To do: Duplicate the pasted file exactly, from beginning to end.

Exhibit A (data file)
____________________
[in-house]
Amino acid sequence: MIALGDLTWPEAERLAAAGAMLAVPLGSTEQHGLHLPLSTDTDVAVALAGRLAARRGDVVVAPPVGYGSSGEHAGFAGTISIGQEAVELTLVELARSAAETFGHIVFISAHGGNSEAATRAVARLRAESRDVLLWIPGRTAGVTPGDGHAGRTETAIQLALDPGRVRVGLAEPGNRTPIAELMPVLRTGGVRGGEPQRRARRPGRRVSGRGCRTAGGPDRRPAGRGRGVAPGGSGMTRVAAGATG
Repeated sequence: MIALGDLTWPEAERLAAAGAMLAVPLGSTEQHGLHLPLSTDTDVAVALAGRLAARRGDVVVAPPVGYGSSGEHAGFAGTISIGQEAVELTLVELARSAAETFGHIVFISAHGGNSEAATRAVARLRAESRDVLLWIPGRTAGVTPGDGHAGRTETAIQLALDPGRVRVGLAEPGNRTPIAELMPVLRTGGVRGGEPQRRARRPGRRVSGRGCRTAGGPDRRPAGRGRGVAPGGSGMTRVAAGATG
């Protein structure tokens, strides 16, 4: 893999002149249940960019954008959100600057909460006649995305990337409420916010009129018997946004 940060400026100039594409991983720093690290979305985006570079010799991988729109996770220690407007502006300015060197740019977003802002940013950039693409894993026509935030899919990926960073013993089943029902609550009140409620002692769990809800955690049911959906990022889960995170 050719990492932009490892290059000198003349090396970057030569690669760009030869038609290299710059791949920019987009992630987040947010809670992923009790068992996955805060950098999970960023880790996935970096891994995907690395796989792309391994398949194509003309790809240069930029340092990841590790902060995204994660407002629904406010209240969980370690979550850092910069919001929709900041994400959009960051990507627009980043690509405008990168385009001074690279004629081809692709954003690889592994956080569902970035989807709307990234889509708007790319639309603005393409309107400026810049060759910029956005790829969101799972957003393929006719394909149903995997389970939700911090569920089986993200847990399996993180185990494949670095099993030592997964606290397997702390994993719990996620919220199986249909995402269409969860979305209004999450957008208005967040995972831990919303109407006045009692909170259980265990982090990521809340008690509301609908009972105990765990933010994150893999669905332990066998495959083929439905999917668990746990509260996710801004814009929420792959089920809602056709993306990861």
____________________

[in-house]
Amino acid sequence: MIALGDLTWPEAERLAAAGAMLAVPLGSTEQHGLHLPLSTDTDVAVALAGRLAARRGDVVVAPPVGYGSSGEHAGFAGTISIGQEAVELTLVELARSAAETFGHIVFISAHGGNSEAATRAVARLRAESRDVLLWIPGRTAGVTPGDGHAGRTETAIQLALDPGRVRVGLAEPGNRTPIAELMPVLRTGGVRGGEPQRRARRPGRRVSGRGCRTAGGPDRRPAGRGRGVAPGGSGMTRVAAGATG
Repeated sequence: MIALGDLTWPEAERLAAAGAMLAVPLGSTEQHGLHLPLSTDTDVAVALAGRLAARRGDVVVAPPVGYGSSGEHAGFAGTISIGQEAVELTLVELARSAAETFGHIVFISAHGGNSEAATRAVARLRAESRDVLLWIPGRTAGVTPGDGHAGRTETAIQLALDPGRVRVGLAEPGNRTPIAELMPVLRTGGVRGGEPQRRARRPGRRVSGRGCRTAGGPDRRPAGRGRGVAPGGSGMTRVAAGATG
């Protein structure tokens, strides 16, 4: 893999002149249940960019954008959100600057909460006649995305990337409420916010009129018997946004 940060400026100039594409991983720093690290979305985006570079010799991988729109996770220690407007502006300015060197740019977003802002940013950039693409894993026509935030899919990926960073013993089943029902609550009140409620002692769990809800955690049911959906990022889960995170 050719990492932009490892290059000198003349090396970057030569690669760009030869038609290299710059791949920019987009992630987040947010809670992923009790068992996955805060950098999970960023880790996935970096891994995907690395796989792309391994398949194509003309790809240069930029340092990841590790902060995204994660407002629904406010209240969980370690979550850092910069919001929709900041994400959009960051990507627009980043690509405008990168385009001074690279004629081809692709954003690889592994956080569902970035989807709307990234889509708007790319639309603005393409309107400026810049060759910029956005790829969101799972957003393929006719394909149903995997389970939700911090569920089986993200847990399996993180185990494949670095099993030592997964606290397997702390994993719990996620919220199986249909995402269409969860979305209004999450957008208005967040995972831990919303109407006045009692909170259980265990982090990521809340008690509301609908009972105990765990933010994150893999669905332990066998495959083929439905999917668990746990509260996710801004814009929420792959089920809602056709993306990861």